Exchange rate, import duty rate and Nigerian economy


Within two months, the import duty rate has changed twice with possibility of it changing again before month end.

Duty rate is decided by the Central Bank of Nigeria depending on the official exchange rate in the country.

Since the exchange rate has continued to move up, it is expedient for the import duty rate to also be jerked up according to the enabling law of the country.

For instance, the implementation of the new foreign exchange policy, which moves the naira to dollar exchange rate from 197 to a minimum of 280, Customs duties on imported cargoes have risen by about 43 per cent.

Prior to the adjustment of the exchange rate, the duties on imported items had earlier been calculated on N197 to a dollar rate despite the high rate in the black market.

However, a circular that was recently issued to all zonal coordinators and Customs Area Controllers, directed that the relevant provisions in the Customs and Excise Management Act on the evaluation of duty for cargoes should be complied with.

The circular, signed by the Deputy Comptroller-General, Tariff and Trade, Nigeria Customs Service, A. Adewuyi, read, “In consonance with the provisions of CEMA on the evaluation and clearing of imported goods into the country, Mr. President has approved the use of the exchange rate at the time of making entry as provided in CEMA, Customs and Excise Notice No.13 on the value of imported goods.

“Where the value of an imported good is shown in foreign currency, such value is to be converted to the equivalent of Nigerian currency as at the rate at the time of making entry. The current rates of exchange are published at the Customs House.”

It added that the Comptroller-General, of Nigeria Customs Service, Col. Ahmed Ali (retd.), had directed that all declarations in respect of imported goods whose values were shown in foreign currencies must comply with the provision.

And aside from import duty hike, a declining exchange rate obviously decreases the purchasing power of income and capital gains derived from any returns.

With this, the new duty rate will automatically increase the price of clearing cargoes at Nigerian ports.

The new exchange rate will change Pre Arrival Assessment Result (PAAR) and affect virtually all other revenue charges, it then means that price of clearing vehicles will be higher and it will be passed to the final consumers

Moreover, aside import duty, the exchange rate influences other income factors such as interest rates, inflation and even capital gains from domestic securities.

While exchange rates are determined by numerous complex factors that often leave even the most experienced economists flummoxed, investors should still have some understanding of how currency values and exchange rates play an important role in the rate of return on their investments.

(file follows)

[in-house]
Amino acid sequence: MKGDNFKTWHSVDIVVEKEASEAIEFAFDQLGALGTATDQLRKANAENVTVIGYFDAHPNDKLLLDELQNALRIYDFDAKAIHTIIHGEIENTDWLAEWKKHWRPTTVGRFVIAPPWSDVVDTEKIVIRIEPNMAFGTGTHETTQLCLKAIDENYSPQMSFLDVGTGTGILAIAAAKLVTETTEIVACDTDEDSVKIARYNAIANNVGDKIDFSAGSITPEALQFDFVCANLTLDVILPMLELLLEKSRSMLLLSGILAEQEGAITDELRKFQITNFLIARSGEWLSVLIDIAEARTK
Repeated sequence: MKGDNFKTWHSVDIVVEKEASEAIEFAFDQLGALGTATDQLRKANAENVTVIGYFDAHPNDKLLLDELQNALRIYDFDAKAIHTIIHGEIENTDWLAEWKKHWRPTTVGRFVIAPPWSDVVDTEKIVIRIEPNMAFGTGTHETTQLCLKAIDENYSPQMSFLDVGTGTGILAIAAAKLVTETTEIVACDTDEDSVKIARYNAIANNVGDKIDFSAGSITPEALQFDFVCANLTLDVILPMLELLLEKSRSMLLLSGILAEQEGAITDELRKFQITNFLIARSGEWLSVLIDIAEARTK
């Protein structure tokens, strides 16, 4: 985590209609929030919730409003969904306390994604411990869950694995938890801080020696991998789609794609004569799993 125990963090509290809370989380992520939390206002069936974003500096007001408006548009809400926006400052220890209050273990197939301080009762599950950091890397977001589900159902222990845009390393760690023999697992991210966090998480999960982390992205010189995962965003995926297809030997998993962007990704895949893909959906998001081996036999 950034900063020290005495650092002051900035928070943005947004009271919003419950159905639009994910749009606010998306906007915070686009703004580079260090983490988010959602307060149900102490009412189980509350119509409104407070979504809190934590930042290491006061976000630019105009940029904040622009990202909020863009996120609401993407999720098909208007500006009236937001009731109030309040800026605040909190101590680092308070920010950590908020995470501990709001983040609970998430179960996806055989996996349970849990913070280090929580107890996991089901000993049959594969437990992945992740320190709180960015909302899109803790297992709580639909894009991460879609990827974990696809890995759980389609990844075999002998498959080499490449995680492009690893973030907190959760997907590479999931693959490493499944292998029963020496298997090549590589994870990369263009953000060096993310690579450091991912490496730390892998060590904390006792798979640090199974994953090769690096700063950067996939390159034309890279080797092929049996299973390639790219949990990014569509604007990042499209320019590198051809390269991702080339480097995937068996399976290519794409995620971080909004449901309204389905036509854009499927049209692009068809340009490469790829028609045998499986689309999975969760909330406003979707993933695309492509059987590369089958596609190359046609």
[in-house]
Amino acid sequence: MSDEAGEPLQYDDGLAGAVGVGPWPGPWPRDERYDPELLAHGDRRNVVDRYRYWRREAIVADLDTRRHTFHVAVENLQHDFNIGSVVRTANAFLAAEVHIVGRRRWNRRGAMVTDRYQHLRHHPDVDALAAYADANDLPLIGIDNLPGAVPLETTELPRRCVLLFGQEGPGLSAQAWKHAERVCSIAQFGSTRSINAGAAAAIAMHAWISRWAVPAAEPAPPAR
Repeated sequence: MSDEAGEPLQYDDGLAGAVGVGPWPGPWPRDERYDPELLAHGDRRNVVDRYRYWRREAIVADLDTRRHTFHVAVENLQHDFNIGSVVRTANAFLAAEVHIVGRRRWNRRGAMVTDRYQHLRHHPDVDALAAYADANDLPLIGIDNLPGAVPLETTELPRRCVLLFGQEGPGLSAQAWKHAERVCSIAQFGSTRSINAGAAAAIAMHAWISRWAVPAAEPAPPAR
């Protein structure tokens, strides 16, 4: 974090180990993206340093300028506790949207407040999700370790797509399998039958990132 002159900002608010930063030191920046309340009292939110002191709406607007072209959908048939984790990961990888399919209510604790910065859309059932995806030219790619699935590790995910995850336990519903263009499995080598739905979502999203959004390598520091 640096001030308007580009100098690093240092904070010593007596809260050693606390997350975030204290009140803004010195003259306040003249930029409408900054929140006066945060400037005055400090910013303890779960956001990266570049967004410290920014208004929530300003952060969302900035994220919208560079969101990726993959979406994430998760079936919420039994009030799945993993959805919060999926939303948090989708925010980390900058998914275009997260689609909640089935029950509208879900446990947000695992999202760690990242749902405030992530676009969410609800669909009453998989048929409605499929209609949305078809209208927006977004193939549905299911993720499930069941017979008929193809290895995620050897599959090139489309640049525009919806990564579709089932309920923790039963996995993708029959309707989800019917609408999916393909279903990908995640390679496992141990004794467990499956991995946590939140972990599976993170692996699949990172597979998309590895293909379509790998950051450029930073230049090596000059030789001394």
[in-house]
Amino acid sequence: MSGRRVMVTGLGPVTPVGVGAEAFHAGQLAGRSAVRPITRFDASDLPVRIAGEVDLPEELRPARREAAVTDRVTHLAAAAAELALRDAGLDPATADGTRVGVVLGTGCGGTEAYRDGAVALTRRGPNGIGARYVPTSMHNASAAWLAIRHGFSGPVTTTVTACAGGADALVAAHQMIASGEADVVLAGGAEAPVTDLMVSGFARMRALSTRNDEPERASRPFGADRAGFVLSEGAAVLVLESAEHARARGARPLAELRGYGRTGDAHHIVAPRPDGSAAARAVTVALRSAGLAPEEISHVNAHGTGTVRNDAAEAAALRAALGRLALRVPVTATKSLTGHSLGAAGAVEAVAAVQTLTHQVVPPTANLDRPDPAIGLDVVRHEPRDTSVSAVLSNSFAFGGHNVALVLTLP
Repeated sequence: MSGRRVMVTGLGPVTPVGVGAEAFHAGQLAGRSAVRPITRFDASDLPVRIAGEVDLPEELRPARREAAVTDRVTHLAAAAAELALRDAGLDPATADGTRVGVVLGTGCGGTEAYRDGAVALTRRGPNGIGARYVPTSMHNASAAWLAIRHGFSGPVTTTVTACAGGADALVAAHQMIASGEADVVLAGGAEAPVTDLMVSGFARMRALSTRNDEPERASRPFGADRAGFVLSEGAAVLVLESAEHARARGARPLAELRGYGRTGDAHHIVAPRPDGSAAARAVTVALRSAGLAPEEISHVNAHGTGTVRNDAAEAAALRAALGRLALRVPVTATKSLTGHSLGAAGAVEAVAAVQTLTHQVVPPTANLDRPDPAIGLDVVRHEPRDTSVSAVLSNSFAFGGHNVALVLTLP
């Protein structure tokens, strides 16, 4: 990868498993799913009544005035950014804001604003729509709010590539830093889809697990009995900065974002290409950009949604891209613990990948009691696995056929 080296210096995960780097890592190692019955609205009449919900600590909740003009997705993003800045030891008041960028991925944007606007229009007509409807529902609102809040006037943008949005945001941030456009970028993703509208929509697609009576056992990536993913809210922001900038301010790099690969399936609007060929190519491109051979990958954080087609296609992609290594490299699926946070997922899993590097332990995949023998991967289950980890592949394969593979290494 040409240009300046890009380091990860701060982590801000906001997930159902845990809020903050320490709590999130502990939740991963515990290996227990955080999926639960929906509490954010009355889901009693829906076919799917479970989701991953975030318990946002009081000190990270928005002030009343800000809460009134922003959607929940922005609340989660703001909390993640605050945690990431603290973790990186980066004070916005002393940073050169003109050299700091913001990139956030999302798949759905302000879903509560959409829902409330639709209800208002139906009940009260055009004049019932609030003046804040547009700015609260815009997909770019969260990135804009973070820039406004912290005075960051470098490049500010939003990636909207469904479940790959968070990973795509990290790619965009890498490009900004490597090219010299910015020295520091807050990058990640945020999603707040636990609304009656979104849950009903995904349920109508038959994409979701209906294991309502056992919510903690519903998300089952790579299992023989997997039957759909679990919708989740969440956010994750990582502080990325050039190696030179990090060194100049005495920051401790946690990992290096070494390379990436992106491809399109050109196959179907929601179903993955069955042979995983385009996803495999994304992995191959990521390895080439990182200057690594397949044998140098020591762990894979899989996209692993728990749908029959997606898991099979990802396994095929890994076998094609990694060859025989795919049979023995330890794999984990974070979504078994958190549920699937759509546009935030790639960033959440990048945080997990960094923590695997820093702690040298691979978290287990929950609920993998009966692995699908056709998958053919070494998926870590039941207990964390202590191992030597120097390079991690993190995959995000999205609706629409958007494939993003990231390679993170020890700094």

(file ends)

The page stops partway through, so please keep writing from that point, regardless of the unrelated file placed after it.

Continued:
Also, Foreign investors inevitably seek stable countries with strong economic performance in which to invest their capital. A country with negative  attributes such as Nigeria  will draw investment funds away due to economic risk.

Nigerian NewsDirect believes that the exchange rate is one of the most important determinants of a country’s relative level of economic health.

Exchange rates also play a vital role in a country’s level of trade, which is critical to most every free market economy in the world. For this reason, exchange rates are among the most watched, analyzed and governmentally manipulated economic measures.

But exchange rates matter on a smaller scale as well: they impact on the real return of an investor’s portfolio therefore, the instability and continued depreciation of the naira in the foreign exchange market has resulted in declines in the standard of living of the populace, increased cost of production which also leads to cost push inflation.

 It also tended to undermine the international competitiveness of non-oil exports and make planning and projections difficult at both micro and macro levels of the economy.

Also, a good number of small and medium scale enterprises have been strangled out as a result of low dollar/ naira exchange rate and so many other problems resulting from fluctuations in exchange rates can also be identified.

Therefore, we suggest a Customs import duty system independent of the Central Bank of Nigeria (CBN) in other to save us the increase in customs duty anytime there is increase in the foreign exchange rate.